HSR researchers use both quantitative and qualitative research methods, and these methods are not unique to the field. However, it is the use of these methods to generate knowledge to inform health policy development and changes that is the hallmark of HSR. Edwardson (2007) reported on the theories and conceptual frameworks used by HSR nurse researchers in studies funded by AHRQ between 2000 and early 2005. A total of 28 different frameworks were identified in the 49 studies reviewed. The frameworks most often used were Donabedian’s quality paradigm (Donabedian, 1966) (i.e., structure-process-outcome), Rogers Diffusion of Innovation Theory (Rogers, 2003), Reason’s Theory of Human Error (Reason, 1990), and Andersen and Aday’s Model of Healthcare Access (Aday & Andersen, 1974). The common theoretical underpinning among these frameworks is their conceptualization of variables at the system level rather than the individual level.
Quantitative Methods and Data Sets
Using quantitative multivariate methods, HSR researchers sometimes analyze data from administrative data sets, such as hospital discharge data, and national survey data to examine health care access and quality, regional differences in care delivery patterns, health behavior patterns, and health outcomes from a population perspective. Various types of data are available to HSR researchers through the federal agencies in the DHHS including the Centers for Disease Control and Prevention, and AHRQ. Additionally, population census and employment data are available through the U.S. Census Bureau and the Bureau of Labor Statistics. Table 41-1 provides examples of some of the available national and state data available to HSR researchers through free public websites or by paying a fee to have access to data in a useable format for research.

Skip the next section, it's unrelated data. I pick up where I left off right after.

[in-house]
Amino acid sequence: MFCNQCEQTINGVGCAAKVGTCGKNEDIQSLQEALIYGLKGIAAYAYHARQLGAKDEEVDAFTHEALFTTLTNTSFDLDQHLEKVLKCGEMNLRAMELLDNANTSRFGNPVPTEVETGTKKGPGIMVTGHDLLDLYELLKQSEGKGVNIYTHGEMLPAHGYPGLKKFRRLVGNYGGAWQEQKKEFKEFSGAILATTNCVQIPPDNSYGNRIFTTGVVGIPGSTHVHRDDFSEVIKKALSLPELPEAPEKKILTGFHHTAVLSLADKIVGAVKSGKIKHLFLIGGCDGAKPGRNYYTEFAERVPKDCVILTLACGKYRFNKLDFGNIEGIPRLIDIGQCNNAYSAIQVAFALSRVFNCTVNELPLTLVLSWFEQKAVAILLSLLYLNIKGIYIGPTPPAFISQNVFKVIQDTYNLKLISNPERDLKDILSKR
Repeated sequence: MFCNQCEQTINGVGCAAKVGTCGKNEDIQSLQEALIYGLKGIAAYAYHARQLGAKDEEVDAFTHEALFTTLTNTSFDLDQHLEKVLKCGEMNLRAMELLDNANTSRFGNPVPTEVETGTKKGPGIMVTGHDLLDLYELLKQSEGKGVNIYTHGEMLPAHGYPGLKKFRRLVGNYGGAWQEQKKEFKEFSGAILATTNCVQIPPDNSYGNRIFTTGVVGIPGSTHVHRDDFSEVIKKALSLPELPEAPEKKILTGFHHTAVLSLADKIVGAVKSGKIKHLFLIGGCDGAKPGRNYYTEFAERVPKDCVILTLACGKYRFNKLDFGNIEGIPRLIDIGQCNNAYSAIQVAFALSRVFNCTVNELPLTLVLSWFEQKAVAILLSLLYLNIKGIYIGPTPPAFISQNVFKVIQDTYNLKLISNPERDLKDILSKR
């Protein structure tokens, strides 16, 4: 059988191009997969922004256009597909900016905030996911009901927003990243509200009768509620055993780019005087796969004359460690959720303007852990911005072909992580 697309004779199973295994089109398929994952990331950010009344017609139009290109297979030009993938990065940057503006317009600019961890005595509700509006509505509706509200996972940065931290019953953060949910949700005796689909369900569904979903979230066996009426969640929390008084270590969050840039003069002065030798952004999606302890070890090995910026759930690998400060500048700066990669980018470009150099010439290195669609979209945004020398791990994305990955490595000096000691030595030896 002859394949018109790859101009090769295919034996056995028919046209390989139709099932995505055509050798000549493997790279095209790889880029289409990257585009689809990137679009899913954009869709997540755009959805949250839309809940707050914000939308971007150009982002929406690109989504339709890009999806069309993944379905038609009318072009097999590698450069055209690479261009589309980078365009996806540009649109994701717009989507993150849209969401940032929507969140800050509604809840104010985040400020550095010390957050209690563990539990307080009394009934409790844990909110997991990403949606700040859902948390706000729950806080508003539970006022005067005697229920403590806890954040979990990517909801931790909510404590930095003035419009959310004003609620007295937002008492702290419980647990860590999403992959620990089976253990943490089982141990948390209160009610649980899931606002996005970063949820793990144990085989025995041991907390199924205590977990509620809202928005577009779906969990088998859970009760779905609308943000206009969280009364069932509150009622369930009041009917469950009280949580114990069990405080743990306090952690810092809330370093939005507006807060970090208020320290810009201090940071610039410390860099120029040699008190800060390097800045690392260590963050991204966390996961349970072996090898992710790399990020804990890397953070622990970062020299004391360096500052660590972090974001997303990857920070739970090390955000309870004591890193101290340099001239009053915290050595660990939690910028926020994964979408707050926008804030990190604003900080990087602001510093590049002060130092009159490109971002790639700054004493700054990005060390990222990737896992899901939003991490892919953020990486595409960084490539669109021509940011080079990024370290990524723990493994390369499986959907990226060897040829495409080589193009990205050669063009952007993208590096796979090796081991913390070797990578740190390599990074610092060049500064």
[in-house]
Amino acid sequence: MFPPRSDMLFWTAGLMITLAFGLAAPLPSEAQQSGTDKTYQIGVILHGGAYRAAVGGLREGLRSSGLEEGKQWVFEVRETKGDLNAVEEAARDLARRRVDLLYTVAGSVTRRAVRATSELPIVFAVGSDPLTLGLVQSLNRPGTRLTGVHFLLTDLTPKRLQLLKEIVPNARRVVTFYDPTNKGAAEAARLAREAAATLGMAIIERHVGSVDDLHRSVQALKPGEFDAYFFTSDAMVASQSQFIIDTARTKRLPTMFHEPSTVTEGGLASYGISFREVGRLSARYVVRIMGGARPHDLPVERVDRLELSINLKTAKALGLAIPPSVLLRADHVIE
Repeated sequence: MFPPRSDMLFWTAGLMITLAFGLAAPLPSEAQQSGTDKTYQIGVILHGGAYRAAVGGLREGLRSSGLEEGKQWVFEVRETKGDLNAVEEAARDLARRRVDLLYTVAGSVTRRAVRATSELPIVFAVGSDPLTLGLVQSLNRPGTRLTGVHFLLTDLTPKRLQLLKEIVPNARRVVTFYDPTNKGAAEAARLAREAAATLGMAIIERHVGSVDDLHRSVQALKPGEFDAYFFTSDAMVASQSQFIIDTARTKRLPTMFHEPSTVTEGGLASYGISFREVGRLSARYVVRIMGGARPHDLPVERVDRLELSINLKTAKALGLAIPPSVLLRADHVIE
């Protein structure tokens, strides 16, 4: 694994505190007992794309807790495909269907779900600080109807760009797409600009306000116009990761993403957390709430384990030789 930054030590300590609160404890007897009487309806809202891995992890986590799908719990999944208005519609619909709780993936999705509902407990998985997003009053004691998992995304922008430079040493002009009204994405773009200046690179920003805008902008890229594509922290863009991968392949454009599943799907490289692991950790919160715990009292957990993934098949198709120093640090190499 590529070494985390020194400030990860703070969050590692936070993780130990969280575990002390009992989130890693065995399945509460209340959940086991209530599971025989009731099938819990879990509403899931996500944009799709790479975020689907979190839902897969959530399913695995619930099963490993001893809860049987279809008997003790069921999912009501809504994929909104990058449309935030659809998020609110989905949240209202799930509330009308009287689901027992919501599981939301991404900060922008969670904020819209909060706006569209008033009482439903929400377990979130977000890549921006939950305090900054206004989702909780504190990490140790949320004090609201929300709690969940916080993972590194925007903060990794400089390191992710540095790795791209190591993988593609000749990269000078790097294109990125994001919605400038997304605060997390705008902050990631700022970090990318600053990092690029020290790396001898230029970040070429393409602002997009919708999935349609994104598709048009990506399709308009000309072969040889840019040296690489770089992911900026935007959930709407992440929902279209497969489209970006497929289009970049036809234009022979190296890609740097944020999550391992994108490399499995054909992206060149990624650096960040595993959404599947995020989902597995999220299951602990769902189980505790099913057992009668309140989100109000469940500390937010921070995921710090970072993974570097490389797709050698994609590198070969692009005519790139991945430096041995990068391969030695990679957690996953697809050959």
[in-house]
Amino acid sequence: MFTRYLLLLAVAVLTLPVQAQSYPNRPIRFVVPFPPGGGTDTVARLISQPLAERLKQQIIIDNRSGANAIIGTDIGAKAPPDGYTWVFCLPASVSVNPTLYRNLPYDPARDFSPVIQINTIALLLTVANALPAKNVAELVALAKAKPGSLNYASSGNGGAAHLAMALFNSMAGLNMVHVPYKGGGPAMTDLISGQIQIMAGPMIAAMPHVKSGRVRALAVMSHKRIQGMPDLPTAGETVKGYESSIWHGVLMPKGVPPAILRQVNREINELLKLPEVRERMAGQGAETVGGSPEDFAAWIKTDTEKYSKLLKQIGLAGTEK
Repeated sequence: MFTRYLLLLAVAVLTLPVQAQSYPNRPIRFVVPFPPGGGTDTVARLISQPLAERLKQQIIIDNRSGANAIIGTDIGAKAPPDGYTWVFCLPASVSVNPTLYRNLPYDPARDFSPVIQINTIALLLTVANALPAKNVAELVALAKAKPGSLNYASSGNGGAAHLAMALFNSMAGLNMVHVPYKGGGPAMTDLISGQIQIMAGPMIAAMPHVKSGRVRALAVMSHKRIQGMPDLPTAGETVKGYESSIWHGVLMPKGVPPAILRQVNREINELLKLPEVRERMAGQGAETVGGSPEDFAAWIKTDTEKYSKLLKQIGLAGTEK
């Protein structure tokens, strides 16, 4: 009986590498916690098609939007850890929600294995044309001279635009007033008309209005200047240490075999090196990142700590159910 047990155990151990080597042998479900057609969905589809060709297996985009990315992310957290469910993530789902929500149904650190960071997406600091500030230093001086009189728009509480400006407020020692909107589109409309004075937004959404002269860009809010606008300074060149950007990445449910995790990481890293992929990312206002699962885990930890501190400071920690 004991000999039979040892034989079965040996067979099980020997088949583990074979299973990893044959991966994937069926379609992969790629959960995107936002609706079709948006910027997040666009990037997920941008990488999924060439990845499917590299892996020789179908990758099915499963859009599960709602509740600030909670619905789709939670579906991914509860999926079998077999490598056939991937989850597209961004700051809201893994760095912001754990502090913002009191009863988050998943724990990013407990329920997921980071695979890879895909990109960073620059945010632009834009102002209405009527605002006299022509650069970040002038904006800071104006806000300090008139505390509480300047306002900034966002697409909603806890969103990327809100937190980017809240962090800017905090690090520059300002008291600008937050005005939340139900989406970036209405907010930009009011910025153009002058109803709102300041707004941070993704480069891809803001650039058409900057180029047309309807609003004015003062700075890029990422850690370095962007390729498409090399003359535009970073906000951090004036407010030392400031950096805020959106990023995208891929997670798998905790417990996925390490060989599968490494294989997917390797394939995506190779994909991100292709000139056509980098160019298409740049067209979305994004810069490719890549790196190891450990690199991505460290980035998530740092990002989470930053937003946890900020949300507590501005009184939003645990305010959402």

|U.S. Department of Health and Human Services
|Hospital Consumer Assessment of Healthcare Providers and Systems